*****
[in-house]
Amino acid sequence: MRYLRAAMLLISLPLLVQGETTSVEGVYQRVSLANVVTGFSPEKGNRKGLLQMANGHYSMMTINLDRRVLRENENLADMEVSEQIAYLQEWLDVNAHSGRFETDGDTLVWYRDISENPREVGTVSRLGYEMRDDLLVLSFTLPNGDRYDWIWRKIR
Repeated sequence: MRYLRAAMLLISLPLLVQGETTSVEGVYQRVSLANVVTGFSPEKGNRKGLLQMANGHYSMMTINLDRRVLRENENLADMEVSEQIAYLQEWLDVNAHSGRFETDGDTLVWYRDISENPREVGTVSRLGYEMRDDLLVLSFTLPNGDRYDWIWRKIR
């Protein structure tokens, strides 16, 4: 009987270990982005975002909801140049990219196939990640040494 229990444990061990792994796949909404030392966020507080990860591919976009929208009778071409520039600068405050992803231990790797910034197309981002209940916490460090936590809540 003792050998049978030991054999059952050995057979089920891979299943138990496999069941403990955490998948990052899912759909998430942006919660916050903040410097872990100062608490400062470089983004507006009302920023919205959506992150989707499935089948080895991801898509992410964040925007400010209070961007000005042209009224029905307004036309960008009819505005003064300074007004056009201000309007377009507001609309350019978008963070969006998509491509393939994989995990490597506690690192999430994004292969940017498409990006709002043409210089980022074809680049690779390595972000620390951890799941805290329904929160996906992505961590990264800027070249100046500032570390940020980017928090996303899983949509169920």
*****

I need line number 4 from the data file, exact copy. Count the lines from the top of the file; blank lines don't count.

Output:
């Protein structure tokens, strides 16, 4: 009987270990982005975002909801140049990219196939990640040494 229990444990061990792994796949909404030392966020507080990860591919976009929208009778071409520039600068405050992803231990790797910034197309981002209940916490460090936590809540 003792050998049978030991054999059952050995057979089920891979299943138990496999069941403990955490998948990052899912759909998430942006919660916050903040410097872990100062608490400062470089983004507006009302920023919205959506992150989707499935089948080895991801898509992410964040925007400010209070961007000005042209009224029905307004036309960008009819505005003064300074007004056009201000309007377009507001609309350019978008963070969006998509491509393939994989995990490597506690690192999430994004292969940017498409990006709002043409210089980022074809680049690779390595972000620390951890799941805290329904929160996906992505961590990264800027070249100046500032570390940020980017928090996303899983949509169920």